KANSAS CITY, Mo. — It’s a stormy morning for parts of the metro. Some areas of Kansas City have had some heavy rain, and as I start this blog, there may be some small hailstones mixing in as well on the Missouri side.

The storms this morning will linger, but move out over the next couple of hours as the atmosphere is stabilized and worked over and a cap starts to build into the area.

This cap should help us out this afternoon with drier weather and somewhat warmer temperatures, although how warm we do get today is a bit questionable, and is dependent on breaking out into sunshine. We may get stuck in the 60s this afternoon if the clouds hang around.

We’ll then be watching the storms developing in central and eastern Kansas. Those storms will likely become severe this evening as they develop towards Manhattan, Kansas, and spread east-northeast while the whole line moves eastward. So another round of strong to severe storms are possible to likely after 10 p.m. tonight.

++++++++++++++++++++++++++++++++++++++++++++++++++++++

Kansas City forecast:

Today: Storms this morning ending by lunch or so, with drier conditions expected this afternoon. Seasonably mild with highs approaching 70 degrees. Breezy as well this afternoon.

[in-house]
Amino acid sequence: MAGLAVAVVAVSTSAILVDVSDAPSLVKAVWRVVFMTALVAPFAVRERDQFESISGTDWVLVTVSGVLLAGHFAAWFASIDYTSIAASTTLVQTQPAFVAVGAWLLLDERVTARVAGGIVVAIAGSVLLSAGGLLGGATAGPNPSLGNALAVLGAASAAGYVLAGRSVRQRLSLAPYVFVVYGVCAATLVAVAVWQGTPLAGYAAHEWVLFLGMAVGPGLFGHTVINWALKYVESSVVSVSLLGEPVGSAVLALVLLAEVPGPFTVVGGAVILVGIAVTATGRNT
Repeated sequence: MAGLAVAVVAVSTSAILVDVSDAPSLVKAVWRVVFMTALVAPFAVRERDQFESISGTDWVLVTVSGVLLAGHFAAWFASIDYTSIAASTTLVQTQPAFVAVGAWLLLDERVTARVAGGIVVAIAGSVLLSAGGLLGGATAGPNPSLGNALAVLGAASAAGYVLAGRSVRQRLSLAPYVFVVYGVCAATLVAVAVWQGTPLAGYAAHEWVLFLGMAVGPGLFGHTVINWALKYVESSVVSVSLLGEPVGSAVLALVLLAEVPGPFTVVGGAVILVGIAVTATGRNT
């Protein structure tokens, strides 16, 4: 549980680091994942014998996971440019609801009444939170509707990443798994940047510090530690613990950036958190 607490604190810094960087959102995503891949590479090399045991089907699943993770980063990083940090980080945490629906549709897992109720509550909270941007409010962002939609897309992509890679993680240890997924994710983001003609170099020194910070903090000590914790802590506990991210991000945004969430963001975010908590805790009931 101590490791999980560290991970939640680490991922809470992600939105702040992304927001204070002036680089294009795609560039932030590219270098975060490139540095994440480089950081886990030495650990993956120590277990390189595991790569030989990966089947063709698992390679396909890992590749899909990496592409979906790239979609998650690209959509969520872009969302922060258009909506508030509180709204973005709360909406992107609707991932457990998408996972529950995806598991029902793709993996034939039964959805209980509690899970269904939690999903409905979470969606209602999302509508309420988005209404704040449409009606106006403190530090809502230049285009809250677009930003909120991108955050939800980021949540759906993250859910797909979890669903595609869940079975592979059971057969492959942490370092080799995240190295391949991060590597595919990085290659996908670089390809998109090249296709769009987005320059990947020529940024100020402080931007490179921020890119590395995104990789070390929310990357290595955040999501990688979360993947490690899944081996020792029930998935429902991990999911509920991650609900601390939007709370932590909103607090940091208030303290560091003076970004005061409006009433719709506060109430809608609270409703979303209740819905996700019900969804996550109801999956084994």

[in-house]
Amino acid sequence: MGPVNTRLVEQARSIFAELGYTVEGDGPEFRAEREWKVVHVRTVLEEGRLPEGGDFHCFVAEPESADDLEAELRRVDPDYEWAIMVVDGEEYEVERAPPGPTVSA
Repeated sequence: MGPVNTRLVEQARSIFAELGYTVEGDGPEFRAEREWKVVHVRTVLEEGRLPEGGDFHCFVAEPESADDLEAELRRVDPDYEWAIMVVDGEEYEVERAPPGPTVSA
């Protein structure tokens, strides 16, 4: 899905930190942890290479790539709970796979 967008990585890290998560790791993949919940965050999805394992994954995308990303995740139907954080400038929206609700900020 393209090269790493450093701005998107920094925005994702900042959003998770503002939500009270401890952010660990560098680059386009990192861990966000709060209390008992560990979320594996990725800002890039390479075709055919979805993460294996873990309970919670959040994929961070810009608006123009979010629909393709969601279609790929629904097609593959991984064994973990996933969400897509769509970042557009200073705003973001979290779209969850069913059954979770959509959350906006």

Tonight: Storms likely after 10 p.m. Some severe weather is possible, mainly stronger winds as the main threat at this point. Locally heavy rains possible as well.

Tomorrow: Mostly sunny, windy and seasonable with highs well into the 60s.

Sunday: Pleasant with highs in the lower 70s.

++++++++++++++++++++++++++++++++++++++++++++++++++++++

Discussion:

A stormy start to the day in the area, with several heavy downpours out there as expected and even some hail in a few localized areas.

This should move through the region and we should dry out towards lunch or so.

The next question is do we clear out as the day goes along? This morning there is an outflow boundary moving through the region with winds above the boundary helping to generate a lot of clouds.

This is sort of a loosely organized Mesoscale Convective Complex really, the first of many coming over the coming months.

As a result, the surface wind fields are sort of chaotic right now near and east of the state line.

Once you get farther west, you can see the air being drawn into a surface storm towards western Kansas. That will intensify as the day moves along as it moves along the Kansas-Nebraska border.
Current surface map. The black lines are isobars or lines of equal air pressure

As the storm moves eastwards today into a more favorable and unstable atmosphere, that will be capped for a good part of the day. Eventually, the weakening cap will break. This means storms should pop this evening.

The storms are likely going to be severe towards the west of the region including the potential of some rather large hail, damaging winds, and perhaps some tornadic activity. The Storm Prediction Center has highlighted the area near and east of the forecast surface low for this evening with a moderate risk. This would be risk level 4 out of 5 for areas in southern Nebraska.